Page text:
The Safety and Security Sector Education and Training Authority (SASSETA) has awarded 15 postgraduate students from the UKZN Criminology and Forensic Studies Discipline with bursaries worth a combined R1 000 050.
Since 2016, students in Criminology and Forensic Studies have been funded with a total of more than three R3m towards their studies. This funding is used towards the students’ tuition fees, accommodation and books.
SASSETA promotes a culture of ongoing learning which facilitates opportunities of skills transfer and development for all South Africans in the safety and security sector.
The students, who are mainly pursuing postgraduate (Honours, Master’s, PhD) qualifications in Criminology and Forensic Studies, were selected on the basis of their academic prowess. The bursaries are a huge financial injection into the postgraduate cohort of students within the Discipline. Through this initiative, students who were previously unable to continue with their studies due to financial constraints are now able to pursue their postgraduate studies.
A Memorandum of Understanding between the Department of Correctional Services (DCS) and UKZN was also extended for the next five years. During this period, the students will participate in the Experiential Learning Programme and they will in turn gain experience assessing inmates within correctional centres in KwaZulu-Natal and other provinces. Students will learn assessment tools used to develop profiling and sentence planning for offenders. The tools will assist students in identifying basic needs and risk factors. They will also be introduced to community profiling to learn the importance of reintegrating offenders back into society once paroled or released.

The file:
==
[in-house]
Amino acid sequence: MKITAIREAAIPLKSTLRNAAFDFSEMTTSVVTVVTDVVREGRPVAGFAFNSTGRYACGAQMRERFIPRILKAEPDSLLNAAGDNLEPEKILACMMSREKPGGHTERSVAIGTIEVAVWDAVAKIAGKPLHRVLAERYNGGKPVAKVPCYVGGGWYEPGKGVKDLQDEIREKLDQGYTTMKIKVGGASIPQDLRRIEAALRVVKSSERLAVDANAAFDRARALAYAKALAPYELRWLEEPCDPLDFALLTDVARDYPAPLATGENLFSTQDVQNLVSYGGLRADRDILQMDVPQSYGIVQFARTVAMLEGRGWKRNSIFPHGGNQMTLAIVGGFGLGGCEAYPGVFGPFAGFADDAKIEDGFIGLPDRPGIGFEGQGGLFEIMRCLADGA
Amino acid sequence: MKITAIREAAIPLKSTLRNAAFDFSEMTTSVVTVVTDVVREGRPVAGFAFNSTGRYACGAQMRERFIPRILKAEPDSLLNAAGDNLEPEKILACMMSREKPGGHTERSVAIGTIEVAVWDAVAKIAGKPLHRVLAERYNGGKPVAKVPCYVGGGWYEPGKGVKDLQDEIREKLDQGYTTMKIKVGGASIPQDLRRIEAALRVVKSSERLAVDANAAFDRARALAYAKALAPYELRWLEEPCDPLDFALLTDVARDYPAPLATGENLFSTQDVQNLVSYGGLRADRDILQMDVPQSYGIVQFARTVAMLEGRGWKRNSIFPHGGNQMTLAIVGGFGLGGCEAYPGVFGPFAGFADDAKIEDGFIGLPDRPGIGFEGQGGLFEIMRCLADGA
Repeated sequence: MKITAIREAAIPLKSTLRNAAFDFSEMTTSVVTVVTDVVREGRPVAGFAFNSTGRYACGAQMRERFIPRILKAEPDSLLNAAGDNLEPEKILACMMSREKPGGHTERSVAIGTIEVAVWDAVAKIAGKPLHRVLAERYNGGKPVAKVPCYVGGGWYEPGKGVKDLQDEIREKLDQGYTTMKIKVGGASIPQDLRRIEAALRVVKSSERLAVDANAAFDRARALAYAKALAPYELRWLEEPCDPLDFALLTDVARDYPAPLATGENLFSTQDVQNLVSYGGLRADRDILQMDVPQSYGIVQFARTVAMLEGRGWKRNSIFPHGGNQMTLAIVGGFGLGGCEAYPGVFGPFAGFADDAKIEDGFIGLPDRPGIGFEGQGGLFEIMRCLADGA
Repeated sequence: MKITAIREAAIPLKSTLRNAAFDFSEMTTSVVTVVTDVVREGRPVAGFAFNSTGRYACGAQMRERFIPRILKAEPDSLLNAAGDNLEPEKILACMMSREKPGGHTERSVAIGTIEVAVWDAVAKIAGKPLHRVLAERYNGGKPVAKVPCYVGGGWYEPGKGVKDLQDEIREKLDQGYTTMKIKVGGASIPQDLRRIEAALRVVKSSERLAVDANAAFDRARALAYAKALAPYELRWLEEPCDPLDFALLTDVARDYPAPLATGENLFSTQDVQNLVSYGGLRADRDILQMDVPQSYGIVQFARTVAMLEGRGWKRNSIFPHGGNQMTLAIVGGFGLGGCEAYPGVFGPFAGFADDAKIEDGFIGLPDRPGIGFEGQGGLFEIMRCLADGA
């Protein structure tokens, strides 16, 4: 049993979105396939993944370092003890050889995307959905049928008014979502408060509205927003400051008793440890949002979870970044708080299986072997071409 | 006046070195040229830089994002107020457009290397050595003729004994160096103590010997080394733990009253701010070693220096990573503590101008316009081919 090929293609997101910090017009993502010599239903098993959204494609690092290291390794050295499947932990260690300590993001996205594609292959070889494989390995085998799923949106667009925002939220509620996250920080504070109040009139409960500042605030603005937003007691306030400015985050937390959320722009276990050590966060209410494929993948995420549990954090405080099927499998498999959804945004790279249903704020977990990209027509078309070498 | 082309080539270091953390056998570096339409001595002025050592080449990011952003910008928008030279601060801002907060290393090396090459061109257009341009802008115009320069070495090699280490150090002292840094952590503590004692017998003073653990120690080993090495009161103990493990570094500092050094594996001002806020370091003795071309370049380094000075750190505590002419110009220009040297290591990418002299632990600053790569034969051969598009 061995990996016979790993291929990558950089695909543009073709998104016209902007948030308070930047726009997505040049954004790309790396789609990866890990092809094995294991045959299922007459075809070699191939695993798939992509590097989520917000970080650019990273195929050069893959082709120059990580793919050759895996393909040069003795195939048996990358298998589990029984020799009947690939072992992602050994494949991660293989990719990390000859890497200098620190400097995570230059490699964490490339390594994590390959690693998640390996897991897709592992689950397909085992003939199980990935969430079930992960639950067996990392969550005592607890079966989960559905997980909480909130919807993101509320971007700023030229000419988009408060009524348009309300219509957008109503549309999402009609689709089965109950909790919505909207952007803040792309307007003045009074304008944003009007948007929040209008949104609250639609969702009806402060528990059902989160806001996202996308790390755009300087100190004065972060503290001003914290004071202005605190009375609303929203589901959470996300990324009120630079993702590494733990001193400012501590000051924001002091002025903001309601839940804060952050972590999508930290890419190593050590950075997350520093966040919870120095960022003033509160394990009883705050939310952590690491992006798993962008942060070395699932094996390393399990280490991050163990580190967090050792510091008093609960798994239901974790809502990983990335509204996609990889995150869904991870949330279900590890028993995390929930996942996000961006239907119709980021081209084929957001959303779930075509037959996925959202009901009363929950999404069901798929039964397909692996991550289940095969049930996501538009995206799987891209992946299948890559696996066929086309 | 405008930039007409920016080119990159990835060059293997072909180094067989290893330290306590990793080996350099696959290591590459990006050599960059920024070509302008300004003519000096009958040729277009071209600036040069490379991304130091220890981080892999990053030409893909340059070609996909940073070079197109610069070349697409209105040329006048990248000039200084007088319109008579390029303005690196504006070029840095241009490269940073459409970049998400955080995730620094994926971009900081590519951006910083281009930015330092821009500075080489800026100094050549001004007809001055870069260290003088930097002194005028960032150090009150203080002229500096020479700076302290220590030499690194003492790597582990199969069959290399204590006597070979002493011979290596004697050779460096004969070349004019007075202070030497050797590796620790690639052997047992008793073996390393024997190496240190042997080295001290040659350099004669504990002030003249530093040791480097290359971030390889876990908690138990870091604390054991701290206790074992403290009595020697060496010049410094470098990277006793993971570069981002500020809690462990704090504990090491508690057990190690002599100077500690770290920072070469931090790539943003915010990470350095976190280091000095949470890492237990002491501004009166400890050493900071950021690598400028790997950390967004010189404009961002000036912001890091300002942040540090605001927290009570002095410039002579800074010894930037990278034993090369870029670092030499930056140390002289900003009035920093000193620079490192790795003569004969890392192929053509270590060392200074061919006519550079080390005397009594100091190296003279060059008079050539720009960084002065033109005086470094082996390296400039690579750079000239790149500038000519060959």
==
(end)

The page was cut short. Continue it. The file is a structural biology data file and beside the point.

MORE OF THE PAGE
‘We would like to thank SASSETA for their support,’ said UKZN lecturer, Dr Siyanda Dlamini. ‘By awarding students with these bursaries, they have lightened the financial burden which will allow them to focus more on studying. We hope that one day, these students will be able to help other students achieve their goals just as they (SASSETA) have helped them,’ added Dr Dlamini.
Photographer: Melissa Mungroo